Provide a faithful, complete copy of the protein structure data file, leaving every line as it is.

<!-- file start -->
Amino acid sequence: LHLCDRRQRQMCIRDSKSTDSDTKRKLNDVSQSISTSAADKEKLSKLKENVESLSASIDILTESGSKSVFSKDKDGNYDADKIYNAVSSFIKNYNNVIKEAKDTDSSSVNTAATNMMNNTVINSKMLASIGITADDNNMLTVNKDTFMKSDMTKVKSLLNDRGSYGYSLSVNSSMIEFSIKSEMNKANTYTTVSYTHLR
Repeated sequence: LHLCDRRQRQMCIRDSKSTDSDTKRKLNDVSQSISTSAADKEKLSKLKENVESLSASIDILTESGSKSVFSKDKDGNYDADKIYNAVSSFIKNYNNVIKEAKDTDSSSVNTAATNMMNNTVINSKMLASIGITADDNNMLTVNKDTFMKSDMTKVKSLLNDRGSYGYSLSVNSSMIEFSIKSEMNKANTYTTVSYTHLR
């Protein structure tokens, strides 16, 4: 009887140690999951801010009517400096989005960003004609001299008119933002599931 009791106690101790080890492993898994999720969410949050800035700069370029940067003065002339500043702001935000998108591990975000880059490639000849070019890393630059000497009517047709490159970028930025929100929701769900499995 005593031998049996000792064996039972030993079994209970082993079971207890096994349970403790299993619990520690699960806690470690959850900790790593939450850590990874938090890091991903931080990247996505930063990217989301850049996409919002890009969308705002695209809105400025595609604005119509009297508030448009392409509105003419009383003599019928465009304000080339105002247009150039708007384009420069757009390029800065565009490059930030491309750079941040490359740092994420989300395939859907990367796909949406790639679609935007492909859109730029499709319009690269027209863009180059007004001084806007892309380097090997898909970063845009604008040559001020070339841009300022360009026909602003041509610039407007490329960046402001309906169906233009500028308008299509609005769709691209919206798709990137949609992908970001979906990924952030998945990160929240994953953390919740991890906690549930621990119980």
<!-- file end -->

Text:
Amino acid sequence: LHLCDRRQRQMCIRDSKSTDSDTKRKLNDVSQSISTSAADKEKLSKLKENVESLSASIDILTESGSKSVFSKDKDGNYDADKIYNAVSSFIKNYNNVIKEAKDTDSSSVNTAATNMMNNTVINSKMLASIGITADDNNMLTVNKDTFMKSDMTKVKSLLNDRGSYGYSLSVNSSMIEFSIKSEMNKANTYTTVSYTHLR
Repeated sequence: LHLCDRRQRQMCIRDSKSTDSDTKRKLNDVSQSISTSAADKEKLSKLKENVESLSASIDILTESGSKSVFSKDKDGNYDADKIYNAVSSFIKNYNNVIKEAKDTDSSSVNTAATNMMNNTVINSKMLASIGITADDNNMLTVNKDTFMKSDMTKVKSLLNDRGSYGYSLSVNSSMIEFSIKSEMNKANTYTTVSYTHLR
């Protein structure tokens, strides 16, 4: 009887140690999951801010009517400096989005960003004609001299008119933002599931 009791106690101790080890492993898994999720969410949050800035700069370029940067003065002339500043702001935000998108591990975000880059490639000849070019890393630059000497009517047709490159970028930025929100929701769900499995 005593031998049996000792064996039972030993079994209970082993079971207890096994349970403790299993619990520690699960806690470690959850900790790593939450850590990874938090890091991903931080990247996505930063990217989301850049996409919002890009969308705002695209809105400025595609604005119509009297508030448009392409509105003419009383003599019928465009304000080339105002247009150039708007384009420069757009390029800065565009490059930030491309750079941040490359740092994420989300395939859907990367796909949406790639679609935007492909859109730029499709319009690269027209863009180059007004001084806007892309380097090997898909970063845009604008040559001020070339841009300022360009026909602003041509610039407007490329960046402001309906169906233009500028308008299509609005769709691209919206798709990137949609992908970001979906990924952030998945990160929240994953953390919740991890906690549930621990119980």